Of that small handful of countries that use MMP, how are things working out?
MMP's proponents will have you believe that the system is the panacea of electoral systems, especially in New Zealand and Germany, with Scotland occasionally being mentioned in a similar light. Scotland, it is worth noting, has a lower percentage of women in its parliament than Ontario, with a greater proportion of them coming from the FPTP riding seats than from the party list seats.
New Zealand's electoral system has shown that, in spite of claims to the contrary here, MMP has done nothing whatsoever to alleviate voter cynicism or improve voter turnout. Under MMP, the country's voter turnout has dropped to its lowest in the island nation's history. Aside from the above-mentioned strategic voting chaos in Germany, it bears pointing out that MMP was adopted in the country to get away from proportional representation, a dangerous electoral system that facilitated the election of fascist governments in both Germany and Italy prior to the second world war. Both Germany and New Zealand, unlike the CA proposal in Ontario, by the way, have laws requiring political parties to use a democratic process to generate their party lists. Unlike what we are being asked to do, those countries don't take party benevolence on faith.
Belgium had its election on June 10th, nearly four months ago, under proportional representation and has yet to have its parties cobble together a coalition. The country has no government, and proportional representation has served to emphasise and widen divisions between groups in the country. PR and MMP is all about small-tent politics, where differences and disagreements, regionalisation, and issue-based parties are encouraged and empowered.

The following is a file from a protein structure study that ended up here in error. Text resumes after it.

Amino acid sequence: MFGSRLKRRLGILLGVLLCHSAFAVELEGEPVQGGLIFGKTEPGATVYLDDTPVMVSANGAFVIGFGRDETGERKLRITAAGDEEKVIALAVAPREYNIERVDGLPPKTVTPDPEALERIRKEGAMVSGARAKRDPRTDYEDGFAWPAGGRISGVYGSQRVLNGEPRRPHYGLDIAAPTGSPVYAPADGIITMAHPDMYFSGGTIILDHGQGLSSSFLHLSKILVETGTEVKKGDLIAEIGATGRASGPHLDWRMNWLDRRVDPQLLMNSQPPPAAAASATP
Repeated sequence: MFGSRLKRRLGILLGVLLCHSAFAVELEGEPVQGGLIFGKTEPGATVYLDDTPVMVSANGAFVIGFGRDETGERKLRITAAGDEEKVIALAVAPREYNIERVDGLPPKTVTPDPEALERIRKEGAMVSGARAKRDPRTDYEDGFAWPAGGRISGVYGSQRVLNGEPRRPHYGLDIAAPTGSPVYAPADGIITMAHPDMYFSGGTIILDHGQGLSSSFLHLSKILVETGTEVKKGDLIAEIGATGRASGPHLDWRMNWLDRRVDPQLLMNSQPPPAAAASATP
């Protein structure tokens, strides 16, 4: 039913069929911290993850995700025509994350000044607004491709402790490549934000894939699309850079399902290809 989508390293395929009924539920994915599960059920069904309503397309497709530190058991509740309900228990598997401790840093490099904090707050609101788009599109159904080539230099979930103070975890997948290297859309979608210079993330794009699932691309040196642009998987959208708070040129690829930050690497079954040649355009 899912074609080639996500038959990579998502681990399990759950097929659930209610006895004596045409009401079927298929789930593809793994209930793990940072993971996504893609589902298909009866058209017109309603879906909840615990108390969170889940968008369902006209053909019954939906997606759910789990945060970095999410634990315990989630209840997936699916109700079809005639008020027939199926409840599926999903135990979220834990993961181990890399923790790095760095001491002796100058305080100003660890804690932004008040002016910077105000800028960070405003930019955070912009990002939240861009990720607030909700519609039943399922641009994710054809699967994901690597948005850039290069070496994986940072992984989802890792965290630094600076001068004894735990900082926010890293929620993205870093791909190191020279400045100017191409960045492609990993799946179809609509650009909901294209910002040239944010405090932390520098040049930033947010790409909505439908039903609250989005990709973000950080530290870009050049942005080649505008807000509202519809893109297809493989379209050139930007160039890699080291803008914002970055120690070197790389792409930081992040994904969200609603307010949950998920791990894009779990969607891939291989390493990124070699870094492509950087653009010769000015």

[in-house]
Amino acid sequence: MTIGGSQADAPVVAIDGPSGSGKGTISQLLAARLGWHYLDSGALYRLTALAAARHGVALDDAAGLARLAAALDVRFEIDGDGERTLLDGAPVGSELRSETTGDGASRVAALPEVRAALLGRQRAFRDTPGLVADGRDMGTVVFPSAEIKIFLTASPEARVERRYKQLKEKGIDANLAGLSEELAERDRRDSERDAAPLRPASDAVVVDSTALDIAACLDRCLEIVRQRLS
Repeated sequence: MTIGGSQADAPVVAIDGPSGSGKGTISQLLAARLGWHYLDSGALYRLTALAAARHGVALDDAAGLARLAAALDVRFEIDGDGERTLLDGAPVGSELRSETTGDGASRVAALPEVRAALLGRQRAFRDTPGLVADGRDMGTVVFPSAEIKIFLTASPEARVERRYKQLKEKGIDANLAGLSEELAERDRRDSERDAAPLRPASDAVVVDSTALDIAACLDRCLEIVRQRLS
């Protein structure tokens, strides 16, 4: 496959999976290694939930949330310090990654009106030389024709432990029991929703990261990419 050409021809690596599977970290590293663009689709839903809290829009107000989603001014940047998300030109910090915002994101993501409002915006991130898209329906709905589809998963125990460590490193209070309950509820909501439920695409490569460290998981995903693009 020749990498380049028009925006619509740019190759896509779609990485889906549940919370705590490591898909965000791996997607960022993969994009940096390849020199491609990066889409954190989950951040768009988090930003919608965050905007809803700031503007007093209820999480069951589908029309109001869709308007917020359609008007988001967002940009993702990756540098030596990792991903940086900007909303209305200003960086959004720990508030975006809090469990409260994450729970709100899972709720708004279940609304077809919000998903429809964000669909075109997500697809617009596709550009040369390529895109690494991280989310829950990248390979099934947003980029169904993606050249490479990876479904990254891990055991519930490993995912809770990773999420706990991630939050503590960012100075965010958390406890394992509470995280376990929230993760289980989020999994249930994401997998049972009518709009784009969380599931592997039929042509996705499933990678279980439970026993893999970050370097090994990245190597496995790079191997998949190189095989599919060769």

Won't MMP increase voter turnout?
Voter turnout is already up this election in Ontario going by the advanced polls, and it's dropped in New Zealand to its lowest level in the country's history with the adoption of MMP. There is no correlation between the electoral system and voter turnout. Turnout is a function of public interest in the process. On the plus side, though, Algeria's voter turnout climbed to around 120% following their adoption of MMP.
How is giving parties their own representation equivalent to women's suffrage?
"Vote for MMP" would have you believe that MMP is the equivalent of women's suffrage, and that therefore, by implication, anyone who votes against MMP is against women's right to vote. This is as offensive as it is non-sensical, and it is entirely worth noting that all the progress listed in their press release...
- 1874 - Introduction of the secret ballot in federal elections.
- 1920 - Women gain the right to vote.
- 1948 - Removal of restrictions blocking many Asian-Canadians from voting.
- 1955 - The last vestige of religious discrimination was removed.
- 1960 - Aboriginal peoples finally gain the right to vote without giving up treaty rights.
... was accomplished under FPTP, an inclusive and progressive electoral system.
If MMP passes, was my vote wasted?
Finally, if MMP passes in this referendum, was my vote and the votes of all those who voted against it wasted? Our votes will not have applied toward a winner and the referendum is a winner-take-all system.
Is it time for electoral reform? There is room for improvement. But if MMP is the solution, the answer is a definite NO. MMP is a step backward, away from the principles of our democracy of representation and accountability. If you believe in democracy, vote against MMP this Wednesday.
Posted at 08:23 on October 08, 2007